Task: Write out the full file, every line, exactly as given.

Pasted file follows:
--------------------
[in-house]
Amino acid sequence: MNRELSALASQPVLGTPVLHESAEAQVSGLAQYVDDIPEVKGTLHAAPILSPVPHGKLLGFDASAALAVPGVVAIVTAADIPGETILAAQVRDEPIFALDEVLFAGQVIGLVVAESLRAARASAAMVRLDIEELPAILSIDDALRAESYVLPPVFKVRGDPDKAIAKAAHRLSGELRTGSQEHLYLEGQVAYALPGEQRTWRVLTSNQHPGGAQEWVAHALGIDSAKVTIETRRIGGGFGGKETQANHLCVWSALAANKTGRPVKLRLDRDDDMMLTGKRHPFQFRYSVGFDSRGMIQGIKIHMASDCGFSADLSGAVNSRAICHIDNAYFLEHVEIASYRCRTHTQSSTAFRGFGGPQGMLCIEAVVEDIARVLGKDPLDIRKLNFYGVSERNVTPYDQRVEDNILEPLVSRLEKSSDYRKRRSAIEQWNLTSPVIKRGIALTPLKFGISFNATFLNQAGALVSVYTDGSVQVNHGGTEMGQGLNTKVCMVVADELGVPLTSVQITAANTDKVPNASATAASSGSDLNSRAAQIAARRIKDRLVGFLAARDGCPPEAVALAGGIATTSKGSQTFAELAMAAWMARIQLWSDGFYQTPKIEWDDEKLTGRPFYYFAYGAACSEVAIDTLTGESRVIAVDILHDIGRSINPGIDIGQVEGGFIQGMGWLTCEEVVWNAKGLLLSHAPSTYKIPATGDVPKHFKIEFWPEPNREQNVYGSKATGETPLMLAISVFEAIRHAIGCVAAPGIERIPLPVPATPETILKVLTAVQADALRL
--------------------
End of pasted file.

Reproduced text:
[in-house]
Amino acid sequence: MNRELSALASQPVLGTPVLHESAEAQVSGLAQYVDDIPEVKGTLHAAPILSPVPHGKLLGFDASAALAVPGVVAIVTAADIPGETILAAQVRDEPIFALDEVLFAGQVIGLVVAESLRAARASAAMVRLDIEELPAILSIDDALRAESYVLPPVFKVRGDPDKAIAKAAHRLSGELRTGSQEHLYLEGQVAYALPGEQRTWRVLTSNQHPGGAQEWVAHALGIDSAKVTIETRRIGGGFGGKETQANHLCVWSALAANKTGRPVKLRLDRDDDMMLTGKRHPFQFRYSVGFDSRGMIQGIKIHMASDCGFSADLSGAVNSRAICHIDNAYFLEHVEIASYRCRTHTQSSTAFRGFGGPQGMLCIEAVVEDIARVLGKDPLDIRKLNFYGVSERNVTPYDQRVEDNILEPLVSRLEKSSDYRKRRSAIEQWNLTSPVIKRGIALTPLKFGISFNATFLNQAGALVSVYTDGSVQVNHGGTEMGQGLNTKVCMVVADELGVPLTSVQITAANTDKVPNASATAASSGSDLNSRAAQIAARRIKDRLVGFLAARDGCPPEAVALAGGIATTSKGSQTFAELAMAAWMARIQLWSDGFYQTPKIEWDDEKLTGRPFYYFAYGAACSEVAIDTLTGESRVIAVDILHDIGRSINPGIDIGQVEGGFIQGMGWLTCEEVVWNAKGLLLSHAPSTYKIPATGDVPKHFKIEFWPEPNREQNVYGSKATGETPLMLAISVFEAIRHAIGCVAAPGIERIPLPVPATPETILKVLTAVQADALRL